FOR 2,000 years it has stood proudly in all weathers – a testament to the great mysteries of our Celtic ancestors.
But now the Turoe Stone, known as one of the finest of its kind in Europe, is to be moved from its home in a remote part of Co. Galway and housed in a museum.
The plan has stirred up a storm of disapproval among villagers in Bullaun who have demanded that Environment Minister John Gormley intervene.
The Turoe Stone is a unique white stone and is about one metre tall. It was placed near a ring fort at Kiltullagh over 2,000 years ago and then moved a century and a half ago to its current resting place in Bullaun, a few miles north of Loughrea.
Experts now believe it needs protection from the elements, but the Turoe Historical Society wants the stone to remain where it is. They are instead calling for a visitor centre to be built on the site.
Dr Kieran Jordan of the society says that such a move would ensure the stone remained locally and would help boost rural development.
Plans to move the stone to Galway City Museum are advanced. However, a public meeting in Bullaun on Saturday night heard that there is vehement opposition.
'The stone needs protection from weathering, but rather than removing it, this protection can be given to it on-site,' said Dr Jordan.
'With millions of euros being spent on rural development, removal of the very treasures that could attract visitors to rural areas is unfair.
'We would prefer to see proposals for development of an acclaimed Celtic tourist attraction site. This would support rural development, create and maintain the authenticity and integrity of the viewing experience and keep people out of our already clogged-up city,' he said.
Local PD Senator Ciaran Cannon has called for cross-party support to prevent the stone being moved.
'Removing the stone is taking the lazy option. The Turoe Stone is far too important and needs imagination and foresight to ensure that it is there for hundreds of years to come,' he said.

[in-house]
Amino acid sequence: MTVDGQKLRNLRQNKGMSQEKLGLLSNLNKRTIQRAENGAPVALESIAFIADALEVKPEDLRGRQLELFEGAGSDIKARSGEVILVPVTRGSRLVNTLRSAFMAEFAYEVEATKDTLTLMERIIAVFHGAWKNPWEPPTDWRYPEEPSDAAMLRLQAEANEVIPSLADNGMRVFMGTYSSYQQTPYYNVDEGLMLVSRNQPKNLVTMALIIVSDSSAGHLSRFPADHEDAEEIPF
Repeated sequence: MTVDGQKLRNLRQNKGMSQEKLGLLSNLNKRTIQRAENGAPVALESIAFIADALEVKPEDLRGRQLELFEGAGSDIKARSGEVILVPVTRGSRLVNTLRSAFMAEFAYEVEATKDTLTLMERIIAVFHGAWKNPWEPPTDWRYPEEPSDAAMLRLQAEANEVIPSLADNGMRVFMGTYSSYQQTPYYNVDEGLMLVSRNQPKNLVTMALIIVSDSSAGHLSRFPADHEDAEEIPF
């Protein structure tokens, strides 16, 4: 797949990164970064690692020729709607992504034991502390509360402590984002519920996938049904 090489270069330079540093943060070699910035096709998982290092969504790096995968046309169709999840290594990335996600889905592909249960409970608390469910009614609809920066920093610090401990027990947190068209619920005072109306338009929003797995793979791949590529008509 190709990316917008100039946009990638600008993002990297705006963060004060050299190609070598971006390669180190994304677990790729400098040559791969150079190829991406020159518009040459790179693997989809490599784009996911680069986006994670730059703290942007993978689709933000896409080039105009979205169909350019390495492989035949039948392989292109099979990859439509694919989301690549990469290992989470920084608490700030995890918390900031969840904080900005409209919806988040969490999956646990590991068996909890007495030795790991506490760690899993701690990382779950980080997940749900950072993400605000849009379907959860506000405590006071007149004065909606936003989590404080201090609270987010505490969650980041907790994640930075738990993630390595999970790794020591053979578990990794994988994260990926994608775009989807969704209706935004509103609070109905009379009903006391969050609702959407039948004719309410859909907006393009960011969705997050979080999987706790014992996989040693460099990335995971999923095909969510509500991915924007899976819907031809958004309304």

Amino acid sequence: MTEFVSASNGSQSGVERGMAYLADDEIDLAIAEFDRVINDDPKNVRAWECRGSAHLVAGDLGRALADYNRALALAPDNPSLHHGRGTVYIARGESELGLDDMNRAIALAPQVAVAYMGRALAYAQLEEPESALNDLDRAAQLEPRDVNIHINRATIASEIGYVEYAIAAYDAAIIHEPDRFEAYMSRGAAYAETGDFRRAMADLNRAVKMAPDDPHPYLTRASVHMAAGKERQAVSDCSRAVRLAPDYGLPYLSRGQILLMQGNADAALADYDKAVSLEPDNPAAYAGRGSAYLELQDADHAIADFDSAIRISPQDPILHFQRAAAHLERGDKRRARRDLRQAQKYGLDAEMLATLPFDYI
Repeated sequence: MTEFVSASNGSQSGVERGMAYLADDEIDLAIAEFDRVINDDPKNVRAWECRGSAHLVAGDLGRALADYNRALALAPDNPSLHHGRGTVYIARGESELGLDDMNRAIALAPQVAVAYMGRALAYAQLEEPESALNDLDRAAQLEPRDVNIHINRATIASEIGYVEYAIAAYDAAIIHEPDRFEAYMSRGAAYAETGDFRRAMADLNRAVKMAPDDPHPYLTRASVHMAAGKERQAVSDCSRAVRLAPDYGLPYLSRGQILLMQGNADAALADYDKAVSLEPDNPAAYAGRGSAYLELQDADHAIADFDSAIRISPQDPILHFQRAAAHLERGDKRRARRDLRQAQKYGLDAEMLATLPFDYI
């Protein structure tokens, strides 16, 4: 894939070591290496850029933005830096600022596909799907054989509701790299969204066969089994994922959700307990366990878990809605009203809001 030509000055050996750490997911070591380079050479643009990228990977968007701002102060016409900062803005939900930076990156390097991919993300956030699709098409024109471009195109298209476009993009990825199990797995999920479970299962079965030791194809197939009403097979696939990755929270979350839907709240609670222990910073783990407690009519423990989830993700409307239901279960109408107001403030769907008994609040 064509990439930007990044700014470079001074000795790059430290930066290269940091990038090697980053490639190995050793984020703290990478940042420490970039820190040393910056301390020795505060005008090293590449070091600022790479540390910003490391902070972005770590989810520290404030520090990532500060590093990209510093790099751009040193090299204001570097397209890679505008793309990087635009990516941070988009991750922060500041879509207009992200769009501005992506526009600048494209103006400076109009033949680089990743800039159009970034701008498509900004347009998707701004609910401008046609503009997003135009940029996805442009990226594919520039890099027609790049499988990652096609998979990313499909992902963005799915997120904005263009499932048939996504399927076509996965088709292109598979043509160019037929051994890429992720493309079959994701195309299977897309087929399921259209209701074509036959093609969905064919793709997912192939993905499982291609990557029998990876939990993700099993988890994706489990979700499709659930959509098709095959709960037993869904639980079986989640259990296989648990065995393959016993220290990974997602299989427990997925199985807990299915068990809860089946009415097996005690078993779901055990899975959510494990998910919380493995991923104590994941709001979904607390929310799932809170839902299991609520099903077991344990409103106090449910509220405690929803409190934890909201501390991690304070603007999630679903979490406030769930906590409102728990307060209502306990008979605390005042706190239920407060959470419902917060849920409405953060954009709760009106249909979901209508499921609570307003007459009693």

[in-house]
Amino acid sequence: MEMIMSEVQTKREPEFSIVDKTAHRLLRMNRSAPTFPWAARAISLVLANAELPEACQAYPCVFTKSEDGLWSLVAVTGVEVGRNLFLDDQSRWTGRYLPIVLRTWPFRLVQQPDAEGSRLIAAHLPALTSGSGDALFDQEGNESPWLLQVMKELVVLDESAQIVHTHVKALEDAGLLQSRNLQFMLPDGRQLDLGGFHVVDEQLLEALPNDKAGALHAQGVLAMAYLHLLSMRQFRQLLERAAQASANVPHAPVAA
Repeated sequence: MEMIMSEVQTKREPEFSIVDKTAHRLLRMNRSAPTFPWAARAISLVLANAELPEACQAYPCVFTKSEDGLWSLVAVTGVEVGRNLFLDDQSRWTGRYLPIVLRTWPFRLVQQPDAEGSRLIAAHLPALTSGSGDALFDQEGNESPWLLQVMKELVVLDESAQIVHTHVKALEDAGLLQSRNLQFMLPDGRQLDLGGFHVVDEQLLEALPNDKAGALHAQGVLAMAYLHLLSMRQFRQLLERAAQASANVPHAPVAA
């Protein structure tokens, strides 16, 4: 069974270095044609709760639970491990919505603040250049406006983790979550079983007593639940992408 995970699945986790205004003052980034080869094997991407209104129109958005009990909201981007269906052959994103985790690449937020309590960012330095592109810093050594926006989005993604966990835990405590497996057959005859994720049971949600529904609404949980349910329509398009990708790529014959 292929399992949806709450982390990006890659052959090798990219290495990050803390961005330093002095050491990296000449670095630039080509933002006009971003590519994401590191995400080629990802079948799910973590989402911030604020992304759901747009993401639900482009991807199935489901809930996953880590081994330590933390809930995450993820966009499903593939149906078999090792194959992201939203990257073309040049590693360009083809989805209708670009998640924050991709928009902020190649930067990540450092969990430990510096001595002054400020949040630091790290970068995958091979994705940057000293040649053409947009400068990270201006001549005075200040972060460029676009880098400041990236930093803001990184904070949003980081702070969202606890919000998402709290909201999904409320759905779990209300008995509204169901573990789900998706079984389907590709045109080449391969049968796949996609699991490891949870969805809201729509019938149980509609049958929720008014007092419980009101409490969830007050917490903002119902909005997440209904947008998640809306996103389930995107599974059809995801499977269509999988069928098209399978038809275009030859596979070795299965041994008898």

The Turoe Stone, an oval granite monument, was decorated in a Celtic style related to the La Tene culture of northern modern-day France during the Iron Age.
Many historians believe that the stone was carved in France, brought to Ireland in Celtic times and ultimately, like some family heirloom, moved further west, far from the prying eyes of the invaders.
Although the religious or ceremonial purposes of the stone are lost in time, for anybody who is interested in prehistoric Celtic art or, indeed, in art of any kind, this stone is a priceless treasure.
It is decorated all over with concentric spirals that are carved in low relief to a depth of about three centimetres.
Legend has it that the carvings on the stone – were they spread out on a flat surface – would equate to a primitive globe map.
The concept of the ritual stone was created by the pre-Christian Celtic communities.
They appear to have generally dismissed writing in favour of a relatively simpler set of symbols for expressing ideas and maintaining their religious and political beliefs.
Insofar as the long-term survival of their race and language was concerned, this 'paper free' approach appears to have proved very successful for the Celts.
The Irish Celts took to pen and ink art in the fifth century AD. So the beautiful eighth-century Book of Kells was produced by the direct descendants of the same race of people who cut and carved the Turoe stone.
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